companies abroad for years, but getting those far-away folks into US courtrooms isn't easy. What is easy, however, is suing the folks in your own back yard -- which is why Microsoft is lobbying to get laws passed in several states that'll put US businesses on the hook for the pirating ways of their foreign suppliers. For example, if a manufacturer uses pirated software in the "manufacture, distribution, marketing, or sales" of products sold in Washington, Microsoft could sue the vendor of those products and get an injunction to stop the goods from being sold. So Washington widget retailers would be liable for the piracy of their foreign widget manufacturers, even if the illicit act was merely creating the sales invoice on a counterfeit copy of Word.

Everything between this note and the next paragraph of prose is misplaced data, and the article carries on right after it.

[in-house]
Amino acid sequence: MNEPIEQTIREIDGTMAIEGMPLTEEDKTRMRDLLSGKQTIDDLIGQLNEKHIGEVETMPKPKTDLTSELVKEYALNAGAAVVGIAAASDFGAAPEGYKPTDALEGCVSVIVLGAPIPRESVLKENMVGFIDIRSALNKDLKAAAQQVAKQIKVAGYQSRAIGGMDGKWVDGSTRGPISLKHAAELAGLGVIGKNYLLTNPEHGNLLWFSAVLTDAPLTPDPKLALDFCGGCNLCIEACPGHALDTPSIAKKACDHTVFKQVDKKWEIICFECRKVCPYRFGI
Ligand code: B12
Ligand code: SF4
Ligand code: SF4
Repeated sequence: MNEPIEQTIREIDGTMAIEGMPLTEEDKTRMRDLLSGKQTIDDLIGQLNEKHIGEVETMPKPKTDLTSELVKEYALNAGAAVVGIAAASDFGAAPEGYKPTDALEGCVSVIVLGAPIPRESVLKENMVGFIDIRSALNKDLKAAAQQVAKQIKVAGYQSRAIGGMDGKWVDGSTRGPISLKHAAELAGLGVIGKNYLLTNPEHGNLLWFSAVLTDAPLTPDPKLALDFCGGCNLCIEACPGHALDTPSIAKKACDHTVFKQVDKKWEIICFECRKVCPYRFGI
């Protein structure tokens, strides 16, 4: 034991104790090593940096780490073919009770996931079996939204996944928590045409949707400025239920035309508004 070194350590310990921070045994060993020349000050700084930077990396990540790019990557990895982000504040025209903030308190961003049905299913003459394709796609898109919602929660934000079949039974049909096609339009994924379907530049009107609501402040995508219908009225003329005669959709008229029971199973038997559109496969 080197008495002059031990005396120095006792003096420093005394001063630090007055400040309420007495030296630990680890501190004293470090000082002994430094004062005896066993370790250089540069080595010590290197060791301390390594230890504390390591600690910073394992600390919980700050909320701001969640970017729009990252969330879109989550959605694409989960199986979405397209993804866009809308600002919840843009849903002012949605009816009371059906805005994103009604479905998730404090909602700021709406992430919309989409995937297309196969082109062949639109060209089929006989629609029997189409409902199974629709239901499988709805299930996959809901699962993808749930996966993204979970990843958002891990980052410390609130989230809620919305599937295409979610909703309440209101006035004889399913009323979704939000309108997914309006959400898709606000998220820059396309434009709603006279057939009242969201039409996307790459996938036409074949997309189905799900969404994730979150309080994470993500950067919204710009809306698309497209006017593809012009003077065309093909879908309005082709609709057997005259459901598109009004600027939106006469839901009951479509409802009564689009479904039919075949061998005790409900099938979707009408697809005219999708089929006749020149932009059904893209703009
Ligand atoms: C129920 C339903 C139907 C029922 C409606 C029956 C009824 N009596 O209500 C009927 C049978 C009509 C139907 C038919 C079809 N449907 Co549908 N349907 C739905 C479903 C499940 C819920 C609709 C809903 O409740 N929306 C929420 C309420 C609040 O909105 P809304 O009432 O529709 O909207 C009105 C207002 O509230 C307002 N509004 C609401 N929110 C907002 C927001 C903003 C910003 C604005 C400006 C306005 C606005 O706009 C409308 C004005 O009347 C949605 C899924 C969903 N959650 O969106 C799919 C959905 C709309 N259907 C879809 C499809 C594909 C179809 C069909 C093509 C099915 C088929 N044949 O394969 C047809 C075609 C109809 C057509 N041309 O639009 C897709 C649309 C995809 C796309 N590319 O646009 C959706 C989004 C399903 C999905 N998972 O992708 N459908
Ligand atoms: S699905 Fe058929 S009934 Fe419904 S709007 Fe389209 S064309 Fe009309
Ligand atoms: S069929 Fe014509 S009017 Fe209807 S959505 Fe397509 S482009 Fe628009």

The Washington state Senate and House have already approved different versions of the bill, and the legislature is in the process of merging the two together for final approval. Louisiana passed a similar law last year, and analogous bills have been proposed in Oregon and several other states as well. Numerous companies -- including Dell, IBM, Intel, and HP -- oppose the laws, as they see them giving Microsoft the power to not only drag them into court, but also futz with their supply chains. (There's bound to be some counterfeit software being used in Shenzhen, right?) As Microsoft's latest anti-piracy scheme unfolds, there should be plenty more legislative action to come. Evidently the crew in Redmond doesn't see piracy as a problem to be fixed by lowering prices.